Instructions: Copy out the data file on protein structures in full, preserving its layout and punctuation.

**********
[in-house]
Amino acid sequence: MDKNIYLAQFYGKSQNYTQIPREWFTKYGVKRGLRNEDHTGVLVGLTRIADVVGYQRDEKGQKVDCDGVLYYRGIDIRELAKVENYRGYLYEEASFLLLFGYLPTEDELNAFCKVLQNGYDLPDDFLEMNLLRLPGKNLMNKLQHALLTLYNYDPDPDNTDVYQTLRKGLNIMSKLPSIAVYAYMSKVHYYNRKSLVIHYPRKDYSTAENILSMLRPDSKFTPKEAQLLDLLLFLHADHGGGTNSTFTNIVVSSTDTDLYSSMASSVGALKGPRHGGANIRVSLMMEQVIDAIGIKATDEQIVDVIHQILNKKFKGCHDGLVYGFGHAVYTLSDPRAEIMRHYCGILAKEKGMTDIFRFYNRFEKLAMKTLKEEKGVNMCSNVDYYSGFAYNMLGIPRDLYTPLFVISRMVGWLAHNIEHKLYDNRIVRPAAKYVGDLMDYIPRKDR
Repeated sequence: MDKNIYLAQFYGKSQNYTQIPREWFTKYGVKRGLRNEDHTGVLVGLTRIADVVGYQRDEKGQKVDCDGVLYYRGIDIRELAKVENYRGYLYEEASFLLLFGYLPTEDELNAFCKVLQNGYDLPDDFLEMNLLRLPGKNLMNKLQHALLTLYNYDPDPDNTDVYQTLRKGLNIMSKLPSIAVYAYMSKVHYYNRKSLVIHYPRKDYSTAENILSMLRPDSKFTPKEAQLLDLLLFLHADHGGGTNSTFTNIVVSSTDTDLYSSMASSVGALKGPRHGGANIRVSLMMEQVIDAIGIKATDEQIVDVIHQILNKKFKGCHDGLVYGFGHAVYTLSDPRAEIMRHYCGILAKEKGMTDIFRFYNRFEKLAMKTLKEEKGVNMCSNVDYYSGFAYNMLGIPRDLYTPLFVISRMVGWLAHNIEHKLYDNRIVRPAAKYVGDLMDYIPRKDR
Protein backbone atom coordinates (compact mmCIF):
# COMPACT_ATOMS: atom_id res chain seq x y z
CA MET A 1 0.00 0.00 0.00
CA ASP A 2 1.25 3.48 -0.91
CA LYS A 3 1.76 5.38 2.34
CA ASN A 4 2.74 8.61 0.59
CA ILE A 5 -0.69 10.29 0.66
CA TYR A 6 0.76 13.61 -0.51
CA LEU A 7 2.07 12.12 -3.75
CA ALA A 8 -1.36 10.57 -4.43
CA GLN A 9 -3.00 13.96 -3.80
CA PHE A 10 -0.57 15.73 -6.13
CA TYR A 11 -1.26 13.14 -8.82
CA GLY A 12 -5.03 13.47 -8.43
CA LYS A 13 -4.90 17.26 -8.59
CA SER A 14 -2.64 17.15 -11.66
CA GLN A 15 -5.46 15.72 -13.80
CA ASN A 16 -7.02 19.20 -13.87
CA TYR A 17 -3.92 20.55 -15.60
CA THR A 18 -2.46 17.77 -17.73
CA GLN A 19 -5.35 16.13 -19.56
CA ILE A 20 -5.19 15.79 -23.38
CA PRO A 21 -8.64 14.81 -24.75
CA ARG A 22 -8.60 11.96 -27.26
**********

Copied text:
[in-house]
Amino acid sequence: MDKNIYLAQFYGKSQNYTQIPREWFTKYGVKRGLRNEDHTGVLVGLTRIADVVGYQRDEKGQKVDCDGVLYYRGIDIRELAKVENYRGYLYEEASFLLLFGYLPTEDELNAFCKVLQNGYDLPDDFLEMNLLRLPGKNLMNKLQHALLTLYNYDPDPDNTDVYQTLRKGLNIMSKLPSIAVYAYMSKVHYYNRKSLVIHYPRKDYSTAENILSMLRPDSKFTPKEAQLLDLLLFLHADHGGGTNSTFTNIVVSSTDTDLYSSMASSVGALKGPRHGGANIRVSLMMEQVIDAIGIKATDEQIVDVIHQILNKKFKGCHDGLVYGFGHAVYTLSDPRAEIMRHYCGILAKEKGMTDIFRFYNRFEKLAMKTLKEEKGVNMCSNVDYYSGFAYNMLGIPRDLYTPLFVISRMVGWLAHNIEHKLYDNRIVRPAAKYVGDLMDYIPRKDR
Repeated sequence: MDKNIYLAQFYGKSQNYTQIPREWFTKYGVKRGLRNEDHTGVLVGLTRIADVVGYQRDEKGQKVDCDGVLYYRGIDIRELAKVENYRGYLYEEASFLLLFGYLPTEDELNAFCKVLQNGYDLPDDFLEMNLLRLPGKNLMNKLQHALLTLYNYDPDPDNTDVYQTLRKGLNIMSKLPSIAVYAYMSKVHYYNRKSLVIHYPRKDYSTAENILSMLRPDSKFTPKEAQLLDLLLFLHADHGGGTNSTFTNIVVSSTDTDLYSSMASSVGALKGPRHGGANIRVSLMMEQVIDAIGIKATDEQIVDVIHQILNKKFKGCHDGLVYGFGHAVYTLSDPRAEIMRHYCGILAKEKGMTDIFRFYNRFEKLAMKTLKEEKGVNMCSNVDYYSGFAYNMLGIPRDLYTPLFVISRMVGWLAHNIEHKLYDNRIVRPAAKYVGDLMDYIPRKDR
Protein backbone atom coordinates (compact mmCIF):
# COMPACT_ATOMS: atom_id res chain seq x y z
CA MET A 1 0.00 0.00 0.00
CA ASP A 2 1.25 3.48 -0.91
CA LYS A 3 1.76 5.38 2.34
CA ASN A 4 2.74 8.61 0.59
CA ILE A 5 -0.69 10.29 0.66
CA TYR A 6 0.76 13.61 -0.51
CA LEU A 7 2.07 12.12 -3.75
CA ALA A 8 -1.36 10.57 -4.43
CA GLN A 9 -3.00 13.96 -3.80
CA PHE A 10 -0.57 15.73 -6.13
CA TYR A 11 -1.26 13.14 -8.82
CA GLY A 12 -5.03 13.47 -8.43
CA LYS A 13 -4.90 17.26 -8.59
CA SER A 14 -2.64 17.15 -11.66
CA GLN A 15 -5.46 15.72 -13.80
CA ASN A 16 -7.02 19.20 -13.87
CA TYR A 17 -3.92 20.55 -15.60
CA THR A 18 -2.46 17.77 -17.73
CA GLN A 19 -5.35 16.13 -19.56
CA ILE A 20 -5.19 15.79 -23.38
CA PRO A 21 -8.64 14.81 -24.75
CA ARG A 22 -8.60 11.96 -27.26